(CNN) -- The seesawing emotional highs and lows that infuse motor racing were perfectly illustrated at the inaugural Russian Grand Prix.
Lewis Hamilton raced to an easy victory at the Sochi circuit on Sunday to secure a first-ever team title for Mercedes.
The champagne bubbled in plastic cups and there were raucous renditions of "We Are The Champions" from the team garage.
But Mercedes motorsport director Toto Wolff brought the revelers back to earth with a dose of reality.
"We don't forget about Jules," he told Sky television after the race. "This is still overshadowing everything we do. The sport is a side story."
The Formula One community had a clear message in Russia -- it was racing for stricken Marussia driver Jules Bianchi, who is seriously ill after an accident seven days ago at the Japanese round of the world championship.
His family revealed in a statement Thursday, the 25-year-old Frenchman had suffered a "diffuse axonal injury," and was in a critical but stable condition at the Mie General Medical Center in Yokkaichi, Japan.
The remaining 21 race drivers in Russia assembled at the front of the grid in a moving show of support for the popular Bianchi.
They held a minute's silence in respect of their colleague before climbing into their cars.
Marussia chose not to run Bianchi's car in Russia. Instead it stood in tribute on his side of the garage.
On Sunday, members of the team gathered together on the grid with their sole driver Max Chilton holding a pit board that read: "Racing for Jules."
Chilton, however, retired from the race after just nine laps with an unspecified problem with his car.
"It hasn't been an easy day, far from it, and all the guys have had to dig deep to get us to the grid," he said.
"It was very emotional with all the support for Jules. I think the team, the sport and all the fans have really done him proud.
"Somehow we need to find the strength to regroup and move forward, which is hard to contemplate right now."
At the front of the field, Hamilton raced to a flawless victory to extend his lead in the drivers' championship to 17 points over his Mercedes teammate Nico Rosberg.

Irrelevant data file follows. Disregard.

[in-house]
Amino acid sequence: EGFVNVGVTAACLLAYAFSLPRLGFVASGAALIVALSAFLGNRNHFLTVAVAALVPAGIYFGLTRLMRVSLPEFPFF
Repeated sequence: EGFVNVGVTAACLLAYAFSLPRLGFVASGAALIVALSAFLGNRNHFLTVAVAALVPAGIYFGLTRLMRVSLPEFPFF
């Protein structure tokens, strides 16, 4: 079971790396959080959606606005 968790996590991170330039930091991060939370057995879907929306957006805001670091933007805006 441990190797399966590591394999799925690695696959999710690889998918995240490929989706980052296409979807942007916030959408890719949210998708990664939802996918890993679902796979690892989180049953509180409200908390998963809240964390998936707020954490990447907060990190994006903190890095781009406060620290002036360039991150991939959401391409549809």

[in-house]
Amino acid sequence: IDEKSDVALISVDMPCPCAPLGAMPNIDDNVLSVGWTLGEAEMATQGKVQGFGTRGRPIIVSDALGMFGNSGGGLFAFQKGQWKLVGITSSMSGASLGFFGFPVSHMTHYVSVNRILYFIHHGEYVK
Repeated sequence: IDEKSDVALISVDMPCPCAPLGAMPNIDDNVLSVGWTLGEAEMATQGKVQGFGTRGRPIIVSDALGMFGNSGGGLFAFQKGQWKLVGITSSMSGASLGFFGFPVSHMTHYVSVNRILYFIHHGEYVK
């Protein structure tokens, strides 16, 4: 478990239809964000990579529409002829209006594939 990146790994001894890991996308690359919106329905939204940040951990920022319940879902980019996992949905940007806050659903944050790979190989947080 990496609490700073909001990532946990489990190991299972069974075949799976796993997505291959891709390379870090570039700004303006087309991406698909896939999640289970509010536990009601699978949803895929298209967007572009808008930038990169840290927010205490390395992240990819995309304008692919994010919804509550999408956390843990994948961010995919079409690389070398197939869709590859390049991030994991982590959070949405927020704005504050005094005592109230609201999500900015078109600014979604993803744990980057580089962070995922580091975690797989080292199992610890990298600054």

"The car's been amazing this weekend and I really, really enjoyed the track," said Hamilton, who won the world title in 2008 with McLaren.
"Russia's been one of my favorite places so far this year, so it's very cool to have won the first race here."
Hamilton started in pole position and in his eagerness to swoop past him at the start, Rosberg locked up his tires going into the second corner and ran wide.
The German immediately pitted for a new set of tires and rejoined the race in a lowly 20th position.
Rosberg demonstrated his skill to make the rubber last for another 52 laps as he fought his way back up to second but it was another impatient mistake that dented his title chances.
"Half of me is extremely disappointed that I messed up today," Rosberg said. "But the other half, I'm really, really happy, because everybody in the team deserves it so much.
"For them the most important title of the year is the constructors' championship."
Valtteri Bottas underlined his form by taking the final podium spot in a straightforward race for Williams for his fifth podium of the season.
Despite the subdued atmosphere in F1's inner circle, there was a feeling of national pride at the Sochi circuit, which has breathed new life into the coastal park used for the 2014 Winter Olympics and Paralympics.
A near capacity crowd of 55,000 fans came to the race, the first Russian Grand Prix in 100 years and the first ever in the world championship.
President Putin made an unusual guest appearance at the end of the race, visiting the drivers in the waiting room before handing out the trophies on the podium.
It is reported that Russia is paying $50m a year to host the race.
F1 returns to racing at the U.S. Grand Prix in Austin, Texas in three weeks' time, while its close band of drivers anxiously await better news from Japan.